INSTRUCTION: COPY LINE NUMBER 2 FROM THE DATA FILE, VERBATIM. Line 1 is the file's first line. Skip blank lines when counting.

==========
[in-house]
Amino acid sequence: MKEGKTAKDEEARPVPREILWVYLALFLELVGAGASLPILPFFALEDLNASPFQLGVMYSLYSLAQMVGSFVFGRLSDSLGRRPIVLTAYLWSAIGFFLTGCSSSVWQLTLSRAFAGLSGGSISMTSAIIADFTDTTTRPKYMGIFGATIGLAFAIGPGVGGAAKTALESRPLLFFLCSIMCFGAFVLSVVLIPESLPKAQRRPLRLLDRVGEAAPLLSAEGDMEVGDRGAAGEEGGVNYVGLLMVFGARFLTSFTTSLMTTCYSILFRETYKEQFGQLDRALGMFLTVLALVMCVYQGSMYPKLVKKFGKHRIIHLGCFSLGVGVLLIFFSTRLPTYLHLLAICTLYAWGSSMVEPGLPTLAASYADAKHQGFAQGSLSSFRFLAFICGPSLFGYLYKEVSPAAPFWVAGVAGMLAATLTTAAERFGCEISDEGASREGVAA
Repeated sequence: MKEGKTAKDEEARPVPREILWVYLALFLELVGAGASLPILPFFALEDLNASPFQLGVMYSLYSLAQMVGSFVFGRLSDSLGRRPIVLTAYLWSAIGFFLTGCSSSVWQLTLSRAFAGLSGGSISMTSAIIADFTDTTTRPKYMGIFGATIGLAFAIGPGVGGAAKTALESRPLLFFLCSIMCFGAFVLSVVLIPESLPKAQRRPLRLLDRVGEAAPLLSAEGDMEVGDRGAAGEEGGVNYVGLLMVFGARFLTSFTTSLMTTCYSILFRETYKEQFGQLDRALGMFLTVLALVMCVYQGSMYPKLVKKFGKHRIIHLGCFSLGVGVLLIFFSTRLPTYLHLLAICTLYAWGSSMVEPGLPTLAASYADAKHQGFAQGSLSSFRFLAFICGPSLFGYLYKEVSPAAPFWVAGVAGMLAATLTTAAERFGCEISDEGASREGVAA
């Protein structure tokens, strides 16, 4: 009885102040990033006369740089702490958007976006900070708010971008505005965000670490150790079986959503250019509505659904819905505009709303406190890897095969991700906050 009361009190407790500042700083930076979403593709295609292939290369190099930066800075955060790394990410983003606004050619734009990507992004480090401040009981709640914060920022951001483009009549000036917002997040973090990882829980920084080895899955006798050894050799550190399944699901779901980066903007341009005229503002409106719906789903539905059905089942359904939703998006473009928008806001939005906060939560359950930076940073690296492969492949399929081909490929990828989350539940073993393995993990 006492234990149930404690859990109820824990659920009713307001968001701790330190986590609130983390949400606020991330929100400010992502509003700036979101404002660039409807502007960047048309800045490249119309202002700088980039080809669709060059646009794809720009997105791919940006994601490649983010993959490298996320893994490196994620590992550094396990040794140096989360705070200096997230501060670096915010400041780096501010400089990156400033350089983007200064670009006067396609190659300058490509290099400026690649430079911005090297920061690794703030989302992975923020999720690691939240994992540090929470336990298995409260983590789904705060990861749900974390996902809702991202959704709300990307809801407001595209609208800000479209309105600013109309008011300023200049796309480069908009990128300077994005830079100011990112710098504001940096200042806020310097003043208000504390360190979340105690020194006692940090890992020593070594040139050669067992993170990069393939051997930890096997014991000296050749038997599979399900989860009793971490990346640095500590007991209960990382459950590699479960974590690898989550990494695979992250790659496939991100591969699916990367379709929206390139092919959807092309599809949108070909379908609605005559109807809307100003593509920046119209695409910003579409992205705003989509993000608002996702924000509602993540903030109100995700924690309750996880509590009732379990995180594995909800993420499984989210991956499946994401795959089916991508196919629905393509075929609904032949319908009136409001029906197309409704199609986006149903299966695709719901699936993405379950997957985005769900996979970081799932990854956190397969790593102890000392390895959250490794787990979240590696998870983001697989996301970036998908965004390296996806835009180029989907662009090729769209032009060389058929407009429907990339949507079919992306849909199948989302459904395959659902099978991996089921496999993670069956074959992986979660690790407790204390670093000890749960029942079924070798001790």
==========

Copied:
Amino acid sequence: MKEGKTAKDEEARPVPREILWVYLALFLELVGAGASLPILPFFALEDLNASPFQLGVMYSLYSLAQMVGSFVFGRLSDSLGRRPIVLTAYLWSAIGFFLTGCSSSVWQLTLSRAFAGLSGGSISMTSAIIADFTDTTTRPKYMGIFGATIGLAFAIGPGVGGAAKTALESRPLLFFLCSIMCFGAFVLSVVLIPESLPKAQRRPLRLLDRVGEAAPLLSAEGDMEVGDRGAAGEEGGVNYVGLLMVFGARFLTSFTTSLMTTCYSILFRETYKEQFGQLDRALGMFLTVLALVMCVYQGSMYPKLVKKFGKHRIIHLGCFSLGVGVLLIFFSTRLPTYLHLLAICTLYAWGSSMVEPGLPTLAASYADAKHQGFAQGSLSSFRFLAFICGPSLFGYLYKEVSPAAPFWVAGVAGMLAATLTTAAERFGCEISDEGASREGVAA